Having clearly seen, from a careful perusal of the Scriptures, the only way of salvation, through faith in the righteousness of Christ, he was exceedingly desirous of communicating the same knowledge of divine truths to others. For this purpose he abandoned his mercantile pursuits, distributed his wealth among the poor; and, while they flocked to him to partake of his alms, he laboured to impress upon their minds the paramount importance of eternal concerns. He also maintained, at his own expense, several persons who were employed to recite and expound his translation to the people. Being driven from Lyons, he proceeded to Germany, carrying with him the glad tidings of salvation; and at length he settled in Bohemia, where he died, after having been engaged for nearly twenty years in publicly instructing the people.'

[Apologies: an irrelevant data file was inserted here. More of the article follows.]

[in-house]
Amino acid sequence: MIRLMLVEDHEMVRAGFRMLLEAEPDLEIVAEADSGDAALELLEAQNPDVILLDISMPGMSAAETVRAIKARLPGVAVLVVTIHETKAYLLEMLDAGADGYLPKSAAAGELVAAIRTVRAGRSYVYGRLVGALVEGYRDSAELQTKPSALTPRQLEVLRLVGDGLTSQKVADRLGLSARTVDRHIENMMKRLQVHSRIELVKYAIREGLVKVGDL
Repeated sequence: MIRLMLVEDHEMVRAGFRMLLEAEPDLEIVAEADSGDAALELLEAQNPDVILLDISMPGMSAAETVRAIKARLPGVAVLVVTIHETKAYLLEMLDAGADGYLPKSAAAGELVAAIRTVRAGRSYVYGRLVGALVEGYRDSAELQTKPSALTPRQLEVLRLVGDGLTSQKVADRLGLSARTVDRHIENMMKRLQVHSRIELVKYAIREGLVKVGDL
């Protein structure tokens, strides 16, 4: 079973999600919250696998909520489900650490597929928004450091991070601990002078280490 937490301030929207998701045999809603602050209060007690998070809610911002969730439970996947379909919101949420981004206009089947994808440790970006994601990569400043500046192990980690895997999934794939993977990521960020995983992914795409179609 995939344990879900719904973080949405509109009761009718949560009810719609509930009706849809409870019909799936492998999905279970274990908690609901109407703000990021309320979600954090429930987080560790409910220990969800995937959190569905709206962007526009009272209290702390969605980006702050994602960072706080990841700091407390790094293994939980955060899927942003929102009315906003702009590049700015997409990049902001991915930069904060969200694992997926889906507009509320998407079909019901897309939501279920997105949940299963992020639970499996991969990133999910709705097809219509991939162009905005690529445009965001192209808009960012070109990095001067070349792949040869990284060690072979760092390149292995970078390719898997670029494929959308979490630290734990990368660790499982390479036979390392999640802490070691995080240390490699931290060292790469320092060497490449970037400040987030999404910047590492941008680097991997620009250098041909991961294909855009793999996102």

With respect to the character of the Waldenses, their bitterest persecutors were forced to bear testimony to the uprightness, integrity, and purity of life of these witnesses for the truth. An inquisitor, who wrote against them, describes them in the following language:- These HERETICS are known by their manners and conversation. In behaviour they are composed and modest, and no pride appears in their apparel. They neither indulge in finery of attire, nor are remarkable for being ragged or mean. They get their livelihood by manual industry, as day-labourers or mechanics, and their teachers are weavers or tailors. They are not anxious about amassing riches, but content themselves with the necessaries of life. They are chaste, temperate, and sober, and abstain from anger. Even when they work, they either learn or teach. In like manner, also, their women are very modest; avoiding backbiting, foolish jesting, and levity of speech, especially abstaining from lies and swearing.' Seysillius, speaking of the Waldenses, says; It much strengthens them, that, their HERESY excepted, they generally live a purer life than other Christians. They never swear but by compulsion, and seldom take the name of God in vain: they fulfil their promises with good faith; and, living for the most part in poverty, they profess that they at preserve the apostolical life and doctrine.' Lelenstenius, a Dominican, says of the Waldenses of Bohemia :-'In morals and life they are good: true in words, and unanimous in brotherly love; but their faith is incorrigible and vile, as I have